The Marunouchi Square, located in front of Tokyo Station, symbolizes harmony between tradition and modernity, nature and architecture, function, and beauty. Popular among both locals and tourists, it provides easy access to Tokyo landmarks like the Imperial Palace, Ginza, and Nihonbashi.

Recognized as a favored spot for commemorative photos, especially with the Marunouchi station building as a backdrop, the plaza transforms at night with enchanting illuminations, creating a romantic ambiance. Adorned with zelkova trees and lawns, it harmonizes urban and natural elements, complemented by nearby restaurants and shopping areas, enhancing its appeal to tourists.

In the heart of Tokyo, Marunouchi Square offers diverse activities, including sightseeing, shopping, and dining. Positioned at Tokyo Station’s Marunouchi entrance, visitors can relish the beauty of Tokyo’s changing seasons.

This square stands out as one of Tokyo’s captivating tourist destinations, making it a highly recommended place to explore.

Mitsubishi Ichigokan Museum (三菱一号館美術館)

Mitsubishi Ichigokan Museum, situated in Marunouchi, Chiyoda-ku, Tokyo, is operated by Mitsubishi Jisho, a major real estate company. It is a restored version of the original Mitsubishi Ichigokan building from the Meiji era, renowned as Marunouchi’s first Western-style rental office building.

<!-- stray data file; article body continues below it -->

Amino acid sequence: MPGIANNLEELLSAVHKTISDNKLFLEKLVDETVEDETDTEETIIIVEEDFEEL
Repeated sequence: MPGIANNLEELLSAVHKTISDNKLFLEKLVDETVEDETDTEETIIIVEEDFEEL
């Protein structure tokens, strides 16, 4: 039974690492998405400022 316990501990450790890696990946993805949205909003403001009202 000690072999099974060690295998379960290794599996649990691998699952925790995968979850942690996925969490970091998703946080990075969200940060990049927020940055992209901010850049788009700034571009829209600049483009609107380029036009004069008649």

This museum primarily focuses on late 19th-century Western art, housed within a historically significant building designed by Josiah Conder in 1894. The red brick exterior and historical value attract visitors.

The collection includes exquisite late 19th-century Western paintings, sculptures, and crafts, with regular special exhibitions featuring various themed artworks.

Located a 5-minute walk from JR Tokyo Station, the museum operates from 10:00 to 18:00, extending to 21:00 on Fridays (until 18:00 on Fridays falling on public holidays). It is closed on Mondays, during year-end and New Year holidays, and during exhibit change periods. Refer to the official website calendar for details.

Highlights of the museum include the beauty of the building and the showcased late 19th-century Western art, making it a compelling destination for history and art enthusiasts visiting Tokyo.

Idemitsu Museum of Arts (出光美術館)